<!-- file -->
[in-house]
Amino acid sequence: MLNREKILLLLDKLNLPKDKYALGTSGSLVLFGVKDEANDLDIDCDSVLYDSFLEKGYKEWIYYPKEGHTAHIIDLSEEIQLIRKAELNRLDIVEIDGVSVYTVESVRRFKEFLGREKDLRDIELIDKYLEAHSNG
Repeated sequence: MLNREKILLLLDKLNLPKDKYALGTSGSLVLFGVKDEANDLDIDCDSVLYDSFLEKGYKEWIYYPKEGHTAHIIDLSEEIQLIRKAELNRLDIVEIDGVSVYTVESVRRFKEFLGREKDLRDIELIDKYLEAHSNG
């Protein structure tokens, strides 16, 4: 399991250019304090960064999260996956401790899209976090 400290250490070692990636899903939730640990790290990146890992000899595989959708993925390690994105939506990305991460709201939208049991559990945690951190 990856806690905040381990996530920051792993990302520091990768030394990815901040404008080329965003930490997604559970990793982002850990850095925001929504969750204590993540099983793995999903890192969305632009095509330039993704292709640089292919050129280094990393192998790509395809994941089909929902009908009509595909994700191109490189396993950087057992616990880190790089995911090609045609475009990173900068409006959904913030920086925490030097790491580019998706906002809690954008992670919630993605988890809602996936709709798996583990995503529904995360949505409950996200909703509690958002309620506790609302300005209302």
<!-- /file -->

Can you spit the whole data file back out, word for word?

[in-house]
Amino acid sequence: MLNREKILLLLDKLNLPKDKYALGTSGSLVLFGVKDEANDLDIDCDSVLYDSFLEKGYKEWIYYPKEGHTAHIIDLSEEIQLIRKAELNRLDIVEIDGVSVYTVESVRRFKEFLGREKDLRDIELIDKYLEAHSNG
Repeated sequence: MLNREKILLLLDKLNLPKDKYALGTSGSLVLFGVKDEANDLDIDCDSVLYDSFLEKGYKEWIYYPKEGHTAHIIDLSEEIQLIRKAELNRLDIVEIDGVSVYTVESVRRFKEFLGREKDLRDIELIDKYLEAHSNG
């Protein structure tokens, strides 16, 4: 399991250019304090960064999260996956401790899209976090 400290250490070692990636899903939730640990790290990146890992000899595989959708993925390690994105939506990305991460709201939208049991559990945690951190 990856806690905040381990996530920051792993990302520091990768030394990815901040404008080329965003930490997604559970990793982002850990850095925001929504969750204590993540099983793995999903890192969305632009095509330039993704292709640089292919050129280094990393192998790509395809994941089909929902009908009509595909994700191109490189396993950087057992616990880190790089995911090609045609475009990173900068409006959904913030920086925490030097790491580019998706906002809690954008992670919630993605988890809602996936709709798996583990995503529904995360949505409950996200909703509690958002309620506790609302300005209302």